Pacific Biosciences of California (NASDAQ: PACB) didn't fare so well the last time it provided a quarterly update. After the genetic-sequencing company reported its first-quarter results in late April, its bigger-than-expected net loss rattled investors.
The company announced its second-quarter results after the market closed on Wednesday, and the news wasn't any better than earlier this year. Here are the highlights.
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Pacific Biosciences of California results: The raw numbers
What happened with Pacific Biosciences of California this quarter?
There was a glimmer of good news in Pacific Biosciences' second-quarter results. Product revenue increased nearly 22% year over year to $16.5 million. However, there was a lot more bad news to offset this one positive result.
Service and other revenue fell slightly in the second quarter to just over $3.5 million. Pacific Biosciences' main problem, though, was that the improvement in product sales wasn't enough to overcome the loss of nearly $3.6 million in contract revenue recorded in the prior-year period.
Revenue wasn't the only issue for Pacific Biosciences, however. Cost of revenue jumped a whopping 19.5% year over year to $12.1 million. That caused the company's gross margin to drop from 51% in the prior-year period to less than 40% in the second quarter of this year. Again, the lost contract revenue from 2016 was the primary culprit: Pacific Biosciences enjoyed 100% gross margin on that revenue.
To make things even worse, the company spent considerably more in the second quarter compared with the prior-year period. Pacific Biosciences reported total operating expense of $32.4 million, up 12.8% over the same period in 2016.
The company added to its cash position, reporting $102.6 million in cash and cash equivalents as of the end of June, compared with $56.1 million at the end of the first quarter. That increase resulted from Pacific Biosciences' stock offering in June.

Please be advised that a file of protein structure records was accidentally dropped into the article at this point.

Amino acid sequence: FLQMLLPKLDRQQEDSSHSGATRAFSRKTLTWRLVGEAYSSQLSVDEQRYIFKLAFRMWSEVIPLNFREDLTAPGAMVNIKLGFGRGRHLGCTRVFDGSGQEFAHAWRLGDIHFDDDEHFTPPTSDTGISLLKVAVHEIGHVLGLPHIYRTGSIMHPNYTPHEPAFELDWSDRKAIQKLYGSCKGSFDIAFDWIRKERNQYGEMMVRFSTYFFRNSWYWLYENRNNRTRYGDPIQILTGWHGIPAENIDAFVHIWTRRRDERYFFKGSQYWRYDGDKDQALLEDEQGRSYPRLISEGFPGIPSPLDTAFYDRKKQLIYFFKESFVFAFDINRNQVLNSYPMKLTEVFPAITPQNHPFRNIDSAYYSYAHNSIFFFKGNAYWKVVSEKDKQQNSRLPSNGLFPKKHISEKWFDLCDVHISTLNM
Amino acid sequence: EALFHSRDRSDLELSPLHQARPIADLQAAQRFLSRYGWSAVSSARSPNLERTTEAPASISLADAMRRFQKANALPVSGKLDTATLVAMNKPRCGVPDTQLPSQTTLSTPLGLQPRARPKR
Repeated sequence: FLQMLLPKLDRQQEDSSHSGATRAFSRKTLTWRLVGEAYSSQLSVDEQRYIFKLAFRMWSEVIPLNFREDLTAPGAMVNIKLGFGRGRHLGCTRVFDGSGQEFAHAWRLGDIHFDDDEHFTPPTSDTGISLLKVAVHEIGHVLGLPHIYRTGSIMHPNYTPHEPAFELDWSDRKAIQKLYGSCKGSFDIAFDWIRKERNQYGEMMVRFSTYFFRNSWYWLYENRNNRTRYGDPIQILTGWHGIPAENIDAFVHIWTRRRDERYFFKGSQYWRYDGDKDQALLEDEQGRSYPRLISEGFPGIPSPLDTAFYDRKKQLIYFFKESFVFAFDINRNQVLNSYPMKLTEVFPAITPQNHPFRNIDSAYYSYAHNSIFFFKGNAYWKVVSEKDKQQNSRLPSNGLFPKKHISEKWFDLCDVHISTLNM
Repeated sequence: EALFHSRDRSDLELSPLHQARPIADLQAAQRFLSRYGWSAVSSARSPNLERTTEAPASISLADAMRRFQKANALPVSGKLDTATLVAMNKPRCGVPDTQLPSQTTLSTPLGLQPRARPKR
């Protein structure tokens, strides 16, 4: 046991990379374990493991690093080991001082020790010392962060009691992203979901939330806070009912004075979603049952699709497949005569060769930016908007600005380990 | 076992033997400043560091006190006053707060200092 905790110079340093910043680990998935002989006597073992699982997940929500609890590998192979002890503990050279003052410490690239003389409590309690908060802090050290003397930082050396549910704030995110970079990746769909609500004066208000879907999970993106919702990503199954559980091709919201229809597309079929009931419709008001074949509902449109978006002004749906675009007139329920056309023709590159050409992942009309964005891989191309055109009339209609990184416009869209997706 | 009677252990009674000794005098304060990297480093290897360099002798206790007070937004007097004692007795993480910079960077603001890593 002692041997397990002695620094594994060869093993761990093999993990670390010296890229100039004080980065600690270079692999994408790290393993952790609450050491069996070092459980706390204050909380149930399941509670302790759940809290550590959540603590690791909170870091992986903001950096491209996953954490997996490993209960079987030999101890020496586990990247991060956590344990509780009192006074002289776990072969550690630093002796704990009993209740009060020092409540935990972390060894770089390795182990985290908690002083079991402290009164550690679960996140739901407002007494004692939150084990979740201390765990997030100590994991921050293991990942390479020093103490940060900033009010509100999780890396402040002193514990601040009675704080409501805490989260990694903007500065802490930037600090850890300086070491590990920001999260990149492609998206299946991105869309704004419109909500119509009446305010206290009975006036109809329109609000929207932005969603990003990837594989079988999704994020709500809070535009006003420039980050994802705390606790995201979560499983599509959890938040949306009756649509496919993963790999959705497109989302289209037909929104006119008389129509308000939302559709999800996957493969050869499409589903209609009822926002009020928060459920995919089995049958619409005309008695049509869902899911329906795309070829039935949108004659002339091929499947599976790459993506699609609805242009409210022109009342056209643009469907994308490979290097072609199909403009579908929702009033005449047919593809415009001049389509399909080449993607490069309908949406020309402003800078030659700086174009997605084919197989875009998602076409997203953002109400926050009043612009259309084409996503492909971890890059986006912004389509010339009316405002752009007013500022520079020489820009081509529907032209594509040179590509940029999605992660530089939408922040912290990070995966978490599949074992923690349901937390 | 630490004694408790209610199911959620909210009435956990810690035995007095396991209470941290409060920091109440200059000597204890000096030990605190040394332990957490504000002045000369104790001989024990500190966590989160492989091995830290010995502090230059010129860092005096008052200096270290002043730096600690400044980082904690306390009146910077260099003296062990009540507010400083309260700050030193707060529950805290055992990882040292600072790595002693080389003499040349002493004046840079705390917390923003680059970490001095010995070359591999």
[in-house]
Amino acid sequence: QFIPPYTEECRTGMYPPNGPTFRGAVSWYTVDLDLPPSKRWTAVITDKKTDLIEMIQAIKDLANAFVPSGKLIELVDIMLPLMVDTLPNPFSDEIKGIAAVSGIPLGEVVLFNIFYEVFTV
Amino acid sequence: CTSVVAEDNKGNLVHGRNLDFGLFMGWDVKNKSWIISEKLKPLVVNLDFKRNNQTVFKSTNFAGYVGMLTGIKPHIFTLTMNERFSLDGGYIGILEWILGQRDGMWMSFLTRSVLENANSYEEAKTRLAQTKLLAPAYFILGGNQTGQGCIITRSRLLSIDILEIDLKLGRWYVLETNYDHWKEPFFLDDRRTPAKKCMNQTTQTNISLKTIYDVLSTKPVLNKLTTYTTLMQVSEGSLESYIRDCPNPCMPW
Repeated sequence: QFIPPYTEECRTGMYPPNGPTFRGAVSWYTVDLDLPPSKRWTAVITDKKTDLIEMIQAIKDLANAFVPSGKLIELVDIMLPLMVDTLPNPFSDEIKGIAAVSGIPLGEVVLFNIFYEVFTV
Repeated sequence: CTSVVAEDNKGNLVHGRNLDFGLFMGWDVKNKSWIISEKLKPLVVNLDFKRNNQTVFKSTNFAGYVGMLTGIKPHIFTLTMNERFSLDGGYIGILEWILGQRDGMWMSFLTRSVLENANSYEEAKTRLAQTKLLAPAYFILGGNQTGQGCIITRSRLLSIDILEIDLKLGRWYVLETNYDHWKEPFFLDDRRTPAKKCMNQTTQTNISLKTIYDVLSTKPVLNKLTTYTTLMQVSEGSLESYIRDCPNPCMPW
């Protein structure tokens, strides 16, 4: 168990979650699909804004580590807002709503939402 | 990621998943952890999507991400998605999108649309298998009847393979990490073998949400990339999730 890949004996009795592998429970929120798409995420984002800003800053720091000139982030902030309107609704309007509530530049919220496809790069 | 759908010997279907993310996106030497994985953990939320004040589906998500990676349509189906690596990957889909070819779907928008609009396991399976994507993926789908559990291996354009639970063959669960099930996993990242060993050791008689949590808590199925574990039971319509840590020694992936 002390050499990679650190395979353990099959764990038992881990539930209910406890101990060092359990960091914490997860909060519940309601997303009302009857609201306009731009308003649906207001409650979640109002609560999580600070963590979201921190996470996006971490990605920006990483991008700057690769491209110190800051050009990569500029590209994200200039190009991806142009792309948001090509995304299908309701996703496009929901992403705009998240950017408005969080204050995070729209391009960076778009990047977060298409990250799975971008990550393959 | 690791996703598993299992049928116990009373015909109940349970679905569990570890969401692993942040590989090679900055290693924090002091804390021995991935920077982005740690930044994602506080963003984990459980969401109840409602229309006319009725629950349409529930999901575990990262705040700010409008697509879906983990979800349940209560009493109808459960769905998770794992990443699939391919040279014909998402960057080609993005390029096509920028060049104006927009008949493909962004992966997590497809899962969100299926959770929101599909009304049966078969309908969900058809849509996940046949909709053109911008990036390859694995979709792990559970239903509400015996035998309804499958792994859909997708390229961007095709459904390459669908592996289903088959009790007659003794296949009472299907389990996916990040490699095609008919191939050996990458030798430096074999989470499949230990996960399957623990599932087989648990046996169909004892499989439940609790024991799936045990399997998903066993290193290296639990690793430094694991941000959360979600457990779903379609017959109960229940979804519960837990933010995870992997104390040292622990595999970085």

Pacific Biosciences appears to have continued to feel the negative effects of the U.S. government clampdown on spending. This was the main reason the company cut its full-year outlook after its first-quarter performance. The company could keep struggling until the federal money begins flowing fully again.
There's also a big competitive challenge to watch. Illumina (NASDAQ: ILMN) launched its NovaSeq system earlier this year. The introduction of this new sequencing system has gone exceptionally well, with Illumina handily beating revenue and earnings expectations in the second quarter thanks to strong demand for NovaSeq.
Pacific Biosciences is working to double the throughput of its Sequel DNA sequencing system by the end of 2017. This improvement could help it compete more effectively against Illumina, but it could still be a tough battle.
Amidst all the negativity of its second-quarter results, Pacific Biosciences did give shareholders some reason to be encouraged. The company announced that Novogene inked a deal to buy 10 more Sequel systems. Novogene is the largest user of Pacific Biosciences' sequencing systems.
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Keith Speights has no position in any stocks mentioned. The Motley Fool owns shares of and recommends Illumina. The Motley Fool recommends Pacific Biosciences of California. The Motley Fool has a disclosure policy.